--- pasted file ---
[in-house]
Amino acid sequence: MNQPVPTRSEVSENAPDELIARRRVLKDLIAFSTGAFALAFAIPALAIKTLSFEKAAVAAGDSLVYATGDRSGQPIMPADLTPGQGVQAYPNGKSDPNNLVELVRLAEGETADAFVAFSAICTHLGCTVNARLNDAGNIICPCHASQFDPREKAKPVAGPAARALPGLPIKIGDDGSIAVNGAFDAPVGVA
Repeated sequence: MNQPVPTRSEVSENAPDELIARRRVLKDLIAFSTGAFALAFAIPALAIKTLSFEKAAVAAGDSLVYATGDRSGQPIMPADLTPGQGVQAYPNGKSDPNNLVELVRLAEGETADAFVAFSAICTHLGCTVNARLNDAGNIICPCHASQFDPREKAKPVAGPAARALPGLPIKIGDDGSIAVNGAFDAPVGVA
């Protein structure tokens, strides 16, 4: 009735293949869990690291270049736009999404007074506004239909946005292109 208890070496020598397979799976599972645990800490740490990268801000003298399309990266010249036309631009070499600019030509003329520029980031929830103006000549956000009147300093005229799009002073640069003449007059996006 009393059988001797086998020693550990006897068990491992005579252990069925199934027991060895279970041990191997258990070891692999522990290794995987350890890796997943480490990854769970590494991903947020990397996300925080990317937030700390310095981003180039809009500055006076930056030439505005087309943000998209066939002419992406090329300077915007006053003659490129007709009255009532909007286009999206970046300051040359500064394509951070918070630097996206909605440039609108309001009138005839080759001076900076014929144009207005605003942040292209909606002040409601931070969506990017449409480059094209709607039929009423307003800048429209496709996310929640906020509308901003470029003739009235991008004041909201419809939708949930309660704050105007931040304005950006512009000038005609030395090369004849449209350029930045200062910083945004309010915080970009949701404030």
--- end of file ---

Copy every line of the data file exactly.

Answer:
[in-house]
Amino acid sequence: MNQPVPTRSEVSENAPDELIARRRVLKDLIAFSTGAFALAFAIPALAIKTLSFEKAAVAAGDSLVYATGDRSGQPIMPADLTPGQGVQAYPNGKSDPNNLVELVRLAEGETADAFVAFSAICTHLGCTVNARLNDAGNIICPCHASQFDPREKAKPVAGPAARALPGLPIKIGDDGSIAVNGAFDAPVGVA
Repeated sequence: MNQPVPTRSEVSENAPDELIARRRVLKDLIAFSTGAFALAFAIPALAIKTLSFEKAAVAAGDSLVYATGDRSGQPIMPADLTPGQGVQAYPNGKSDPNNLVELVRLAEGETADAFVAFSAICTHLGCTVNARLNDAGNIICPCHASQFDPREKAKPVAGPAARALPGLPIKIGDDGSIAVNGAFDAPVGVA
């Protein structure tokens, strides 16, 4: 009735293949869990690291270049736009999404007074506004239909946005292109 208890070496020598397979799976599972645990800490740490990268801000003298399309990266010249036309631009070499600019030509003329520029980031929830103006000549956000009147300093005229799009002073640069003449007059996006 009393059988001797086998020693550990006897068990491992005579252990069925199934027991060895279970041990191997258990070891692999522990290794995987350890890796997943480490990854769970590494991903947020990397996300925080990317937030700390310095981003180039809009500055006076930056030439505005087309943000998209066939002419992406090329300077915007006053003659490129007709009255009532909007286009999206970046300051040359500064394509951070918070630097996206909605440039609108309001009138005839080759001076900076014929144009207005605003942040292209909606002040409601931070969506990017449409480059094209709607039929009423307003800048429209496709996310929640906020509308901003470029003739009235991008004041909201419809939708949930309660704050105007931040304005950006512009000038005609030395090369004849449209350029930045200062910083945004309010915080970009949701404030």